Dufferin Street

Vice Regal Visit

Lord Dufferin  Stratford-Perth Archives

Dufferin Street, opened in 1873. was  named after a year in honour of Canada's third governor general, Frederick Temple Hamilton-Temple-Blackwood, 1st Marquess of Dufferin. From the family seat of Clandeboye in County Down, Ireland, the Dufferins came to Stratford for a two-hour visit in July 1874. It is what is believed to have been Stratford's first viceregal visit.


 At 10:20 a.m., as the train carrying their party reached the Stratford station, it passed over numerous fog signals, each of which exploded in cannon-like fashion. After a series of welcoming speeches and replies, the viceregal party was shown to carriages for a procession through town.

Those in the first carriage, which was drawn by four matched horses, included Lord Dufferin, Lady Dufferin and Mayor Thomas Stoney. The remainder of the party were in four carriages, followed by local officials, about 20 carriages in all.

Decorated arches were erected along the route, and their excellencies stopped to visit the main churches throughout the town. A levee was to be held in the town hall, but that building was under repair, so the gathering was moved to the ladies' reception rooms in the Grand Trunk Railway station. About 100 people attended and enjoyed "a sumptuous lunch of fruit."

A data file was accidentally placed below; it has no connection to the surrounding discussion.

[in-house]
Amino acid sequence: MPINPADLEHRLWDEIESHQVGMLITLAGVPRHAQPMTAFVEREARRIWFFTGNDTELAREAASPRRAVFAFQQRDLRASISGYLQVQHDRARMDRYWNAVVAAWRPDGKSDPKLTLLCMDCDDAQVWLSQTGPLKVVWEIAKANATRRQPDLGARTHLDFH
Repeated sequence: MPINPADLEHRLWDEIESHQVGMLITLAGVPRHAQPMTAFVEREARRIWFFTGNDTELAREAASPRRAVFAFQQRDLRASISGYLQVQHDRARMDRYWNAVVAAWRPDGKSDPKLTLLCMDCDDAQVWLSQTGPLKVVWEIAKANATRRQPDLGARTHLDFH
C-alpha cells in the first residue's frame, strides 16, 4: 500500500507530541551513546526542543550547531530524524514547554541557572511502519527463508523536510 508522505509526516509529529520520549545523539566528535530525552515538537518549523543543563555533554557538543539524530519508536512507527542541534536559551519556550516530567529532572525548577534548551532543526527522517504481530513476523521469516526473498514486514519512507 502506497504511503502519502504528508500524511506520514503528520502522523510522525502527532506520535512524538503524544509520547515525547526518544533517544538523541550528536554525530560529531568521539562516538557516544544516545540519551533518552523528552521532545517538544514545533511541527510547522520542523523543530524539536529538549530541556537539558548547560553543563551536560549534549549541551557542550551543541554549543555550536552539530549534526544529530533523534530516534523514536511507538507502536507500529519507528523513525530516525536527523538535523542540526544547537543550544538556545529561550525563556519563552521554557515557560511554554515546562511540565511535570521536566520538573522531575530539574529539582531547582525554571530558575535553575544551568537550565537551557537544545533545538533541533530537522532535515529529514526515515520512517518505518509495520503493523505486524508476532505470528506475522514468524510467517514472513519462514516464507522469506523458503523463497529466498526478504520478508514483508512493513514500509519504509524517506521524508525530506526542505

Dufferin Street had been named the year before and whether "His Ex," as Lady Dufferin sometimes referred to her husband in her journal,  knew about it or not, he would have been pleased. He would have been especially happy about the naming of Dufferin Park, which came later (1922) at Rideau Hall in Ottawa.

The Dufferins achieved great popularity in Canada and their name lives on in many ways. One of them is the Dufferin Terrace, an elegant boardwalk by the Chateau Frontenac. It overlooks the beautiful harbour in Quebec City, where the Dufferins first landed in Canada in 1872. In Stratford, Dufferin Street and Dufferin Park share in the heritage of that name. With notes from Stanford Dingman